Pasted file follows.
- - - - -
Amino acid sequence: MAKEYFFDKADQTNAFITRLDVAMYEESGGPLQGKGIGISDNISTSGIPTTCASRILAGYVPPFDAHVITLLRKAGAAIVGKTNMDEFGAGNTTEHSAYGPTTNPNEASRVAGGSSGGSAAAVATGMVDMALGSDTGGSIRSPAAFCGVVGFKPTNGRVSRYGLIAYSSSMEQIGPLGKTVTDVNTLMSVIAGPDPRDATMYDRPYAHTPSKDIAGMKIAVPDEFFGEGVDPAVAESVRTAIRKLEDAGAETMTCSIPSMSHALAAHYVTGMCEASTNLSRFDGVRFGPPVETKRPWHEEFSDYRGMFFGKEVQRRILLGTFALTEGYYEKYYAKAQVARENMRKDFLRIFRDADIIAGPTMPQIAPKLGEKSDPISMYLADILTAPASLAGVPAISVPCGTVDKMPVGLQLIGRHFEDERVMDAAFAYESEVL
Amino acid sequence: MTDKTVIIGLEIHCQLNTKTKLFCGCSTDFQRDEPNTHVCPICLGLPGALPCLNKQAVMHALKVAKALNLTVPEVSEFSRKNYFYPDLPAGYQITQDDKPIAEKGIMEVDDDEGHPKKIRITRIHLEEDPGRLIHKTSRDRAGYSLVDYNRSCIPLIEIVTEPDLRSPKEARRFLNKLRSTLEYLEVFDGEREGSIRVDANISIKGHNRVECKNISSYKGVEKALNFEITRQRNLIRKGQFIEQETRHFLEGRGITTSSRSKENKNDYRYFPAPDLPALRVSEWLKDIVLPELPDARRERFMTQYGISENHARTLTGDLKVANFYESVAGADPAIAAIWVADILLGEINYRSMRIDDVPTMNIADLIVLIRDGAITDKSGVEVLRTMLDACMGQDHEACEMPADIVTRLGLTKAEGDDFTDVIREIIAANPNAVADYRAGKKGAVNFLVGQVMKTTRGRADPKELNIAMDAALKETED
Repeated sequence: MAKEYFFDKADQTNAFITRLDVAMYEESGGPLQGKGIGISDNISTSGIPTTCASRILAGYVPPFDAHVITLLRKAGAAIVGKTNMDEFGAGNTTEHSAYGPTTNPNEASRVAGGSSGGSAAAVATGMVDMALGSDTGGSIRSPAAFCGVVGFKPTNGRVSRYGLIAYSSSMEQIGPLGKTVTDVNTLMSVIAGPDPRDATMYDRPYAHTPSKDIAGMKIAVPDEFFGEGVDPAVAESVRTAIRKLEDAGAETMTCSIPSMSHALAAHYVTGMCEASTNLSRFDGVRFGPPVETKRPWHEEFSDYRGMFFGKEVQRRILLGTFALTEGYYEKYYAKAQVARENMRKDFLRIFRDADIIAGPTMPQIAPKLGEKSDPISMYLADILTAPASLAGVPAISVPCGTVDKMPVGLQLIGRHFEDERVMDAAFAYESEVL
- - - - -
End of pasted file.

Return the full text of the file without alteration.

Amino acid sequence: MAKEYFFDKADQTNAFITRLDVAMYEESGGPLQGKGIGISDNISTSGIPTTCASRILAGYVPPFDAHVITLLRKAGAAIVGKTNMDEFGAGNTTEHSAYGPTTNPNEASRVAGGSSGGSAAAVATGMVDMALGSDTGGSIRSPAAFCGVVGFKPTNGRVSRYGLIAYSSSMEQIGPLGKTVTDVNTLMSVIAGPDPRDATMYDRPYAHTPSKDIAGMKIAVPDEFFGEGVDPAVAESVRTAIRKLEDAGAETMTCSIPSMSHALAAHYVTGMCEASTNLSRFDGVRFGPPVETKRPWHEEFSDYRGMFFGKEVQRRILLGTFALTEGYYEKYYAKAQVARENMRKDFLRIFRDADIIAGPTMPQIAPKLGEKSDPISMYLADILTAPASLAGVPAISVPCGTVDKMPVGLQLIGRHFEDERVMDAAFAYESEVL
Amino acid sequence: MTDKTVIIGLEIHCQLNTKTKLFCGCSTDFQRDEPNTHVCPICLGLPGALPCLNKQAVMHALKVAKALNLTVPEVSEFSRKNYFYPDLPAGYQITQDDKPIAEKGIMEVDDDEGHPKKIRITRIHLEEDPGRLIHKTSRDRAGYSLVDYNRSCIPLIEIVTEPDLRSPKEARRFLNKLRSTLEYLEVFDGEREGSIRVDANISIKGHNRVECKNISSYKGVEKALNFEITRQRNLIRKGQFIEQETRHFLEGRGITTSSRSKENKNDYRYFPAPDLPALRVSEWLKDIVLPELPDARRERFMTQYGISENHARTLTGDLKVANFYESVAGADPAIAAIWVADILLGEINYRSMRIDDVPTMNIADLIVLIRDGAITDKSGVEVLRTMLDACMGQDHEACEMPADIVTRLGLTKAEGDDFTDVIREIIAANPNAVADYRAGKKGAVNFLVGQVMKTTRGRADPKELNIAMDAALKETED
Repeated sequence: MAKEYFFDKADQTNAFITRLDVAMYEESGGPLQGKGIGISDNISTSGIPTTCASRILAGYVPPFDAHVITLLRKAGAAIVGKTNMDEFGAGNTTEHSAYGPTTNPNEASRVAGGSSGGSAAAVATGMVDMALGSDTGGSIRSPAAFCGVVGFKPTNGRVSRYGLIAYSSSMEQIGPLGKTVTDVNTLMSVIAGPDPRDATMYDRPYAHTPSKDIAGMKIAVPDEFFGEGVDPAVAESVRTAIRKLEDAGAETMTCSIPSMSHALAAHYVTGMCEASTNLSRFDGVRFGPPVETKRPWHEEFSDYRGMFFGKEVQRRILLGTFALTEGYYEKYYAKAQVARENMRKDFLRIFRDADIIAGPTMPQIAPKLGEKSDPISMYLADILTAPASLAGVPAISVPCGTVDKMPVGLQLIGRHFEDERVMDAAFAYESEVL